Today we look at how Ida differed from Sandy and some of the reasons why it took many by surprise. If you are a homeowner, check out the map below to see where the storm runoff is worst, and maybe advocate for a rain garden or two around your property as you consider other ways to improve the situation that is otherwise unlikely to get better.
On a bigger scale, it strikes me (again) how badly Southern Brooklyn - and not just coastal communities - needs consistent investment and strong advocacy to get its fair share of infrastructure and resiliency investment. All our south-of-the-park elected officials really need to step it up.
Billy Richling • 5 min read
Even as heavy rainfall and flooding generated by the remnants of Hurricane Ida pounded New York City last week, it was clear the storm differed in a fundamental way from what was previously this city’s most notorious storm, Superstorm Sandy.
That’s partially because Ida brought record-breaking hourly rainfall to the city. But it was also a question of geography. While Sandy was primarily a coastal storm surge event that flooded many low-lying areas along the city’s coast, Ida dropped a deluge of water on neighborhoods far from the waterfront.
That means ensuring the city is better prepared for the next Ida will require different solutions than the billions spent by the city on coastal protections in recent years. The city is working on it—but so far, not all of Brooklyn stands to benefit.
A stormwater risk map published by the city in May shows a huge variety of neighborhoods across the borough at risk of flooding during an “extreme stormwater flood” like what the city experienced last week.
The ongoing resiliency work, however, is concentrated in the north-eastern parts of the borough.
Sep 7, 2021 • 3 min read
By Rawlston Williams, Owner of The Food Sermon in Brooklyn
"I closed my doors just last week, and I am not sure if or when I will open them again," writes Williams, urging more federal support for restaurants and bars like his.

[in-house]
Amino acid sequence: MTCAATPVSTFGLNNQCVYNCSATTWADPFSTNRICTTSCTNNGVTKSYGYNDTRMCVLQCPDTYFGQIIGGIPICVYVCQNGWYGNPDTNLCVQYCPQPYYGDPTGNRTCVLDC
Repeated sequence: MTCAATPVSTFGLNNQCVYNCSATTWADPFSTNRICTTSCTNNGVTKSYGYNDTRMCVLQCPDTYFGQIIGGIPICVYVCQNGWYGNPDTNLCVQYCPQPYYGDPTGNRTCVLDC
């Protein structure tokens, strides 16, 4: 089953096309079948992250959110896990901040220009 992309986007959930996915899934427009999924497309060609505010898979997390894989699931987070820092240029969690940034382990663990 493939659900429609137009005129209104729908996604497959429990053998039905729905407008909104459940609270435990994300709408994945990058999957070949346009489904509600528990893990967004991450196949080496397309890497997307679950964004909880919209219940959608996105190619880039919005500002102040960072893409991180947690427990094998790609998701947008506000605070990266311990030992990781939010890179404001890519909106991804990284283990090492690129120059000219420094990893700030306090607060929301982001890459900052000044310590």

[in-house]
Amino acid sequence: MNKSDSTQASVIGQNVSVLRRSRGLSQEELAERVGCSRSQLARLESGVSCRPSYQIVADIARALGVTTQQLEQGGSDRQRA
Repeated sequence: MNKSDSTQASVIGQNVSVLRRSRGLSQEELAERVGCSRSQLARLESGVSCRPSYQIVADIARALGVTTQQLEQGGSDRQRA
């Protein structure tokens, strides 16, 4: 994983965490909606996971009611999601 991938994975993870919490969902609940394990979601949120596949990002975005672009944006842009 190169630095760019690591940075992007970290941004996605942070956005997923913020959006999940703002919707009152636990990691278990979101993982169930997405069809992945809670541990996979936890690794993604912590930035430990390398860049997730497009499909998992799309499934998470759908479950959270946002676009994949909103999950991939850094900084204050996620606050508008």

"Unlike at the beginning of the pandemic, the situation for our industry is far more dire. Our businesses have taken on nearly a year and a half of debt and are dealing with the rising cost of food that continues to eat into our bottom lines.
I have done everything I can to keep my business afloat during the past year and a half. I cut down our menu. My business is operating with a skeletal staff. I’m doing all of the shopping for the restaurant myself to avoid delivery fees. Along with the head chef, I became the dishwasher. But it has not been enough."
"Any New Yorker who's doing work on their home, on their business because of the damage sustained on Wednesday night should not have to pay any fees for the permits to do that work," announced Mayor Bill de Blasio this morning signing an executive order to that effect that became effective immediately.
The city is working with the Red Cross to provide those who need shelter, and the Department of Environmental Protection and Sanitation will come and pump out water from the flooded areas for free. Call 311 to set it up.
"The Red Cross is working with us to provide debit cards up to $515 per household just to get some immediate cash in people's hands for just the basics. And the Red Cross will come over to your home and provide that support directly," said de Blasio. "Another organization, Met Council, doing amazing work. They're providing one-time payments of one month's rent for New Yorkers who need it, regardless of immigration status."
How do I get that help? Call 3-1-1.
Anyone who needs direct cash payments from FEMA, up to $36,000 in direct grants, call 3-1-1, or go on the FEMA disaster relief website, disasterassistance.gov to apply for help.
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